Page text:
When a person creates a New York Estate Plan, one of the most important documents is a Last Will and Testament. A Will is an instrument that controls the disposition of assets that are owned in the name of the decedent alone at the time of death. Assets that are owned in a different manner such as joint ownership or with a designated beneficiary pass automatically to the named party outside of the Will.
In order for a Will to be valid it must be executed in accordance with the statutory requirements provided in the New York Estate Laws. Estate lawyers know that the guidelines provided in Estates, Powers and Trusts Law (EPTL) section 3-2.1 entitled “Execution and attestation of wills; formal requirements” must be strictly followed. If a Will fails to meet the tests of this statute, the Surrogate’s Court won’t admit the Will to Probate. The New York Probate Lawyer Blog has posted many articles regarding Wills, Will Contests and Probate.
Once a person has executed a Will, there are times when he wants to change the terms of the document. Once again, any modifications need to comply with EPTL 3-2.1. This can be done by a Codicil or amendment to the original Will or a by executing a new Will that is properly signed. However, if the original Will is changed by merely handwriting new information on the document or making notes about cancelling it, the Will in original form still remains viable. This is because the changes were not done in accordance with the statute.
A recent Bronx Estate case decided by Bronx Surrogate Nelda Malave-Gonzalez provides a good example of an ineffective change to a Will. In Estate of Heffernan, decided on October 30, 0219, the decedent had made changes to her Will by writing on the lower half of the first page that the Will was “No Good” and also stating the same over the attesting witnesses on the self-proving affidavit.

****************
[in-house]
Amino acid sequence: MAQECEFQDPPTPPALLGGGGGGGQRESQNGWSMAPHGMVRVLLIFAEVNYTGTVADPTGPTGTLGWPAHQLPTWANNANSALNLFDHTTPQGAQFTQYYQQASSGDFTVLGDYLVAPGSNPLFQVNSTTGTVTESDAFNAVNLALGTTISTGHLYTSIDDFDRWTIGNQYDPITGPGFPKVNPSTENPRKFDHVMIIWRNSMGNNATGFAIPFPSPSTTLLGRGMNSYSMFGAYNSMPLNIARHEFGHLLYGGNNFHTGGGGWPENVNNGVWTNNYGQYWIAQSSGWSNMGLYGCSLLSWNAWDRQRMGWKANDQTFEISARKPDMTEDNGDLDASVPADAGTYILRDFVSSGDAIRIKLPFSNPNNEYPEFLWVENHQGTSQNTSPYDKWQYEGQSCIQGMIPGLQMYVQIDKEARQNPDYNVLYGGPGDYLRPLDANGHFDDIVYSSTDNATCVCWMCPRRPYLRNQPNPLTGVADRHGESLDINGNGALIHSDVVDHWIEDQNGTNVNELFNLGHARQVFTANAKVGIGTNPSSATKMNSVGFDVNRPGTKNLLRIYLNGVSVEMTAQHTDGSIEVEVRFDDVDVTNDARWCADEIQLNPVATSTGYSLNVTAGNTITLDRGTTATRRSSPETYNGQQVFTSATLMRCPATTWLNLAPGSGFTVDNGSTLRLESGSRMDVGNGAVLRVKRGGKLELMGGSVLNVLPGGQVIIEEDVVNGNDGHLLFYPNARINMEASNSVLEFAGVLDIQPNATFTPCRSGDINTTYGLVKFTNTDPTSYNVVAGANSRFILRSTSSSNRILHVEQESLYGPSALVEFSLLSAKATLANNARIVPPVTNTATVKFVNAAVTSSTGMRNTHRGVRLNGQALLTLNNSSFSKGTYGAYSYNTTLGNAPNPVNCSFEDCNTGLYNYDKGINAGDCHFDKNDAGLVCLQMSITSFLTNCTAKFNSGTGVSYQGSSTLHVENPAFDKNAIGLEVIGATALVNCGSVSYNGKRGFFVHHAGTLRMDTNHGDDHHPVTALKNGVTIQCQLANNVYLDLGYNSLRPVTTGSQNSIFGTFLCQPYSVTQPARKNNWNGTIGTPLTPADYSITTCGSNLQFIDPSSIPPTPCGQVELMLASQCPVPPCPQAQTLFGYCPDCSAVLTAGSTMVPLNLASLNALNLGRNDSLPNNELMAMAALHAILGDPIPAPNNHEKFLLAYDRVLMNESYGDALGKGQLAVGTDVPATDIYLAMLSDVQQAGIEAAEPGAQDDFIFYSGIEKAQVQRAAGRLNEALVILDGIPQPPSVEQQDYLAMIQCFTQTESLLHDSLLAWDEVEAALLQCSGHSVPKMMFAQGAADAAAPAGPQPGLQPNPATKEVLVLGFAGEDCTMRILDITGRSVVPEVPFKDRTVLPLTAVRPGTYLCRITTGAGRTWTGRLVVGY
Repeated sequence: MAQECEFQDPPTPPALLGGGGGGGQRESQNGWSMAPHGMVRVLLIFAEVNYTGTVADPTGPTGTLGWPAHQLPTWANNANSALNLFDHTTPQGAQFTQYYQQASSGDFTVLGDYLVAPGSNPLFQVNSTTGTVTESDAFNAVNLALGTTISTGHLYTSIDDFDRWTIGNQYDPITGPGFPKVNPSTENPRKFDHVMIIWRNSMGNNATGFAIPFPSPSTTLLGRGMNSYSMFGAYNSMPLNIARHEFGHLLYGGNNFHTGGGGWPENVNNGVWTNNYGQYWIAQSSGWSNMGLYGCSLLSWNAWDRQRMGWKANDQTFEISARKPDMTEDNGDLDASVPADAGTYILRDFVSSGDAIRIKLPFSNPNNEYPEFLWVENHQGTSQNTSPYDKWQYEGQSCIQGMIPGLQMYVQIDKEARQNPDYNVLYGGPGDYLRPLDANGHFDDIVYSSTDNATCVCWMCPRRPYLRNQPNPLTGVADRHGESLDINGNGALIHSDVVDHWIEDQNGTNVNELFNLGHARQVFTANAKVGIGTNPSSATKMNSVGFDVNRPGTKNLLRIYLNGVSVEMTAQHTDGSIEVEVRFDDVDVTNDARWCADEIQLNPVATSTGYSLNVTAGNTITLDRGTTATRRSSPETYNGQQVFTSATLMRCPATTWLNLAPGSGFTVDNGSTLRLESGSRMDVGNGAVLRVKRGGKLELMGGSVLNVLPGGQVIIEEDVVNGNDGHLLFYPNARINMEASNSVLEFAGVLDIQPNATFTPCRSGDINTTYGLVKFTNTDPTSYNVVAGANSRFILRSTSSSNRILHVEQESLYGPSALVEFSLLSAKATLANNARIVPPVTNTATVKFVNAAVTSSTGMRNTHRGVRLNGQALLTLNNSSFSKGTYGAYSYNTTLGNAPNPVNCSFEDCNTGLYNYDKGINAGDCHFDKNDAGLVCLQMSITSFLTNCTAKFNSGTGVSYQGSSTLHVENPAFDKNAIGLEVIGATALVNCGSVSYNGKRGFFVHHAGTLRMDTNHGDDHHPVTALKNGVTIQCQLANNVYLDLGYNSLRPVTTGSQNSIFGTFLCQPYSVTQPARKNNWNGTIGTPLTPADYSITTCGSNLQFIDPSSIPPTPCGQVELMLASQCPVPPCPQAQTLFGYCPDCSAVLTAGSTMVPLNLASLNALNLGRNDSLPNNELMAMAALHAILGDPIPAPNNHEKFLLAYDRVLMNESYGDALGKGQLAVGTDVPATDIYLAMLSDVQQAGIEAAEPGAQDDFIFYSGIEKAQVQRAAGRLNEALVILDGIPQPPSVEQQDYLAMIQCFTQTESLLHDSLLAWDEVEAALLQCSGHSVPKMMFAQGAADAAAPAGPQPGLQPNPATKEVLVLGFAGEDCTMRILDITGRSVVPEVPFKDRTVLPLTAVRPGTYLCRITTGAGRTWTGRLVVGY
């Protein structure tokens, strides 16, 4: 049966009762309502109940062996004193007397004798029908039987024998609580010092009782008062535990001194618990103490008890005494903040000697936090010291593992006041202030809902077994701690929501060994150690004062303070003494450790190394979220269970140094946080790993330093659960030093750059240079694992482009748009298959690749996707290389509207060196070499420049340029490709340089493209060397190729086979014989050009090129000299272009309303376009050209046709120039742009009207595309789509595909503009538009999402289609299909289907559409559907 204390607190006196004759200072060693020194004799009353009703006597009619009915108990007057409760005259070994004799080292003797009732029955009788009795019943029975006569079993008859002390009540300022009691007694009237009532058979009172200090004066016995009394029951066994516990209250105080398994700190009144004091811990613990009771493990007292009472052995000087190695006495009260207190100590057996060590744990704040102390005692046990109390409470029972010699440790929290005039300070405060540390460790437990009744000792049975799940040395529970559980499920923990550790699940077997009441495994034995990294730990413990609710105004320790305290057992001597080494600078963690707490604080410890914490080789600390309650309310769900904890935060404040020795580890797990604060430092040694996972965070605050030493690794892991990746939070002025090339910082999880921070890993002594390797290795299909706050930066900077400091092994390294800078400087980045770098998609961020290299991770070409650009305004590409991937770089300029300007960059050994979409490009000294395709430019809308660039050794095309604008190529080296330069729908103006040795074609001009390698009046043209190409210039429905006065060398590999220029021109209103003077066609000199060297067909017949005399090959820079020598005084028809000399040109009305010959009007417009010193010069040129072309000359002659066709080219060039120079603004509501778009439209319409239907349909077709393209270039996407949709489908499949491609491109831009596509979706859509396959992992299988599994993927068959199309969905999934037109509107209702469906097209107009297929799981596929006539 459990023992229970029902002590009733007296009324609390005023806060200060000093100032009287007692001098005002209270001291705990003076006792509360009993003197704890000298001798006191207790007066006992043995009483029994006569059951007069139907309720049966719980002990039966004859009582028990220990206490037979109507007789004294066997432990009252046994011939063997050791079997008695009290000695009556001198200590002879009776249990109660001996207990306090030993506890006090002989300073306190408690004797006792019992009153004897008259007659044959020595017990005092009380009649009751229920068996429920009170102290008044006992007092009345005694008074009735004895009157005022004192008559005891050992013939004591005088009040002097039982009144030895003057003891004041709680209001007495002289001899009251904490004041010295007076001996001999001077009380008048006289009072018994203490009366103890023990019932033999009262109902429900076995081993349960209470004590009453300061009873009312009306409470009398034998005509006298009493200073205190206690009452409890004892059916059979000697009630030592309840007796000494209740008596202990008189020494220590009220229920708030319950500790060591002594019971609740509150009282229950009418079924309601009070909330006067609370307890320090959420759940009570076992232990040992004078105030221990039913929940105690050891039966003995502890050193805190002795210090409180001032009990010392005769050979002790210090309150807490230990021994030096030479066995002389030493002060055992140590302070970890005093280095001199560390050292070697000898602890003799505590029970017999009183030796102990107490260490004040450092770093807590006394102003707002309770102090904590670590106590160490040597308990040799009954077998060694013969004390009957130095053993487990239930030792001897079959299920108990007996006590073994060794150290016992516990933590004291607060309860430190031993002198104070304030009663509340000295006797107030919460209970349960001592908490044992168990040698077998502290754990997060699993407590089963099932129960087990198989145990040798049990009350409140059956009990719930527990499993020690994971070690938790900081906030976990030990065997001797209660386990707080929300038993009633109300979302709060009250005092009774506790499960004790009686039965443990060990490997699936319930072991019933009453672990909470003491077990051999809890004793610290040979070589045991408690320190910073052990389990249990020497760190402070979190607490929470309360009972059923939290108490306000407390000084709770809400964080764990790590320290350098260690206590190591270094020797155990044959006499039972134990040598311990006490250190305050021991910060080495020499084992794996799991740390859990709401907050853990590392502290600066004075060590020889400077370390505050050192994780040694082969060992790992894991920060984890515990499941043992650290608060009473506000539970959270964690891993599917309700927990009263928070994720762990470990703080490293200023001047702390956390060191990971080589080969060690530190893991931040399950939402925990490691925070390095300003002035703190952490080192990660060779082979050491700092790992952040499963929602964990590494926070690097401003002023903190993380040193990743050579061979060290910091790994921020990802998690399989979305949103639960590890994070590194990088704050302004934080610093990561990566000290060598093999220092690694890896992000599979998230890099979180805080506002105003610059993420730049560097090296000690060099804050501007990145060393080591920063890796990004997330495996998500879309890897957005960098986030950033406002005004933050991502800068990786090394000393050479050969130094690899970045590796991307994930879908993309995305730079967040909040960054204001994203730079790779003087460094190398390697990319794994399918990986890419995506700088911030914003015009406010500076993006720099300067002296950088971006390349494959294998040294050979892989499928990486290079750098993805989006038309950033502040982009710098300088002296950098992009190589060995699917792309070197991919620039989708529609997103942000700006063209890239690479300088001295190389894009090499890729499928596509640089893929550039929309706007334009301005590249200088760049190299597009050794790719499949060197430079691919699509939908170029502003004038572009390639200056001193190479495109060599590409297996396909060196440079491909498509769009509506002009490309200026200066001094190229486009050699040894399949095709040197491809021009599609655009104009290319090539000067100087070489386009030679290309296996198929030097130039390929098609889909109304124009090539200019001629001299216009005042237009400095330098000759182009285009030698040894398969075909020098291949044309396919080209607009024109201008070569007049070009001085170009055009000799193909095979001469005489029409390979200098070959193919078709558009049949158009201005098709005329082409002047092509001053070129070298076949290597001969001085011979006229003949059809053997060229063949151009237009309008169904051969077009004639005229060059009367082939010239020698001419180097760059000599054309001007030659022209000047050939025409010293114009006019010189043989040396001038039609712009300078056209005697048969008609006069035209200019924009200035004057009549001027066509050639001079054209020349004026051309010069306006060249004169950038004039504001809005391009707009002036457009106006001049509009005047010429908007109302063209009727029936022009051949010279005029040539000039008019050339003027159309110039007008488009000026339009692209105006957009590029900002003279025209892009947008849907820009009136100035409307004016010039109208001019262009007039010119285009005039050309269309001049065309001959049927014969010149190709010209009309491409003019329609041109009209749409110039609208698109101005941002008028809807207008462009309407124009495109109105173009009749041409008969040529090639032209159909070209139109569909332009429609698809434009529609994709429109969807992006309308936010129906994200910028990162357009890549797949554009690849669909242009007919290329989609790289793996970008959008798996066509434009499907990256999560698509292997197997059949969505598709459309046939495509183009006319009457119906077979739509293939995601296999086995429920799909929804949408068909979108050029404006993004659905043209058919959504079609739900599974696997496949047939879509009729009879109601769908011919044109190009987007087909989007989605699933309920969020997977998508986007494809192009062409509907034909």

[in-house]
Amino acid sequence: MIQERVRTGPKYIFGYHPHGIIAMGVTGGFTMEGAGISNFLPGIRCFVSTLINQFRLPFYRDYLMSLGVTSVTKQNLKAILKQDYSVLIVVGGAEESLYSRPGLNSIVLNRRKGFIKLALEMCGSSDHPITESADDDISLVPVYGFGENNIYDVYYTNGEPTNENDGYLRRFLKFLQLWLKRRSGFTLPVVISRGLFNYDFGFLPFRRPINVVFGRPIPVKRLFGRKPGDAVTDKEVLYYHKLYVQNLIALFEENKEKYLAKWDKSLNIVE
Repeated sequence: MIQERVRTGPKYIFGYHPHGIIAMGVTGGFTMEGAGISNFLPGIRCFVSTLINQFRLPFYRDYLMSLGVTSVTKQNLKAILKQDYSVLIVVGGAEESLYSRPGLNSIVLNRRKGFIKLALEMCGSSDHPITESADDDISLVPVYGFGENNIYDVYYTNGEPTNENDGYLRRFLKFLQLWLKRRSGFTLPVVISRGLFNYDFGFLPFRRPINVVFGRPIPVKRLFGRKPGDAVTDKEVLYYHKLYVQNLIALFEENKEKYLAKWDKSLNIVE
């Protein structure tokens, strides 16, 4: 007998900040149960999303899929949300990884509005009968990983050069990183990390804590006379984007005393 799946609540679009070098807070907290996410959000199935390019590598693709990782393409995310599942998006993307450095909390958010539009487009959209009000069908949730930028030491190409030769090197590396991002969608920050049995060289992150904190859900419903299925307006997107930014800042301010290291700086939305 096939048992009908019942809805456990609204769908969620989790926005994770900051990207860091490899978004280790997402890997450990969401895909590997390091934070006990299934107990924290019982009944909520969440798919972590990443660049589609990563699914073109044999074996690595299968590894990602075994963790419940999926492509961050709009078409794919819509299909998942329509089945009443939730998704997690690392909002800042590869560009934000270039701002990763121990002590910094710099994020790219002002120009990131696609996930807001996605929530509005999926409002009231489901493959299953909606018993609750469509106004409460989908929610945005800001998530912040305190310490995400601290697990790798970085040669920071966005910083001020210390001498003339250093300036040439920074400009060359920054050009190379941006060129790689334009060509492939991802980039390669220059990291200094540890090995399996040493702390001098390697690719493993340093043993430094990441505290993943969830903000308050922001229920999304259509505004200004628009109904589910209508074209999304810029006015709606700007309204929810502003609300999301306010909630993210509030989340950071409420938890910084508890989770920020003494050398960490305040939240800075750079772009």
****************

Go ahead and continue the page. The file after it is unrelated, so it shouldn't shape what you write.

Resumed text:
After examining the facts, although it appeared the decedent wanted to change her Will, she failed to do so in accordance with the statute and did not revoke her Will pursuant to EPTL section 3-4.1 entitled “Revocation of wills; effect on codicils”. The statute provides the manner by which a Will can be revoked and includes revocation by another Will or a duly executed writing. As a result, the Court admitted the decedent’s Will to probate in its original unaltered form.
I recently won a Manhattan Estate case in the Estate of Leslie Mandel where the decedent had made extensive handwritten changes to her Will which did not comply with the requirements of due execution. The Court found that the Will was not revoked and admitted the Will to probate in its original form without the alterations.
Call me now for a free review of your Will or Probate issue. I have handled probate and estate cases throughout New York including Queens Probate and Brooklyn Probate. We offer reasonable and flexible fee arrangements and personal representation.
New York Guardianship and Trusts and Estates Attorney Jules Martin Haas has helped many clients over the past 30 years resolve issues relating to Guardianship, probate and estate settlement throughout New York City including Queens County, Brooklyn and Manhattan. If you or someone you know has any questions regarding these matters, please contact me at (212) 355-2575 for an initial consultation.